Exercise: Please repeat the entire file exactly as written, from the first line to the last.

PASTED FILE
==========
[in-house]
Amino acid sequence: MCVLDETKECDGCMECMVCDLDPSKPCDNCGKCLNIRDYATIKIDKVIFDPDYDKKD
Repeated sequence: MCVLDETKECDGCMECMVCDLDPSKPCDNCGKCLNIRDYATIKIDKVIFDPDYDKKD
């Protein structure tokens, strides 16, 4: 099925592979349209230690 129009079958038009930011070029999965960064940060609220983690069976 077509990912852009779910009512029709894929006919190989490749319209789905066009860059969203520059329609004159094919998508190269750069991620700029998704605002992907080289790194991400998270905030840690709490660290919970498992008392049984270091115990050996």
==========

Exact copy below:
[in-house]
Amino acid sequence: MCVLDETKECDGCMECMVCDLDPSKPCDNCGKCLNIRDYATIKIDKVIFDPDYDKKD
Repeated sequence: MCVLDETKECDGCMECMVCDLDPSKPCDNCGKCLNIRDYATIKIDKVIFDPDYDKKD
């Protein structure tokens, strides 16, 4: 099925592979349209230690 129009079958038009930011070029999965960064940060609220983690069976 077509990912852009779910009512029709894929006919190989490749319209789905066009860059969203520059329609004159094919998508190269750069991620700029998704605002992907080289790194991400998270905030840690709490660290919970498992008392049984270091115990050996």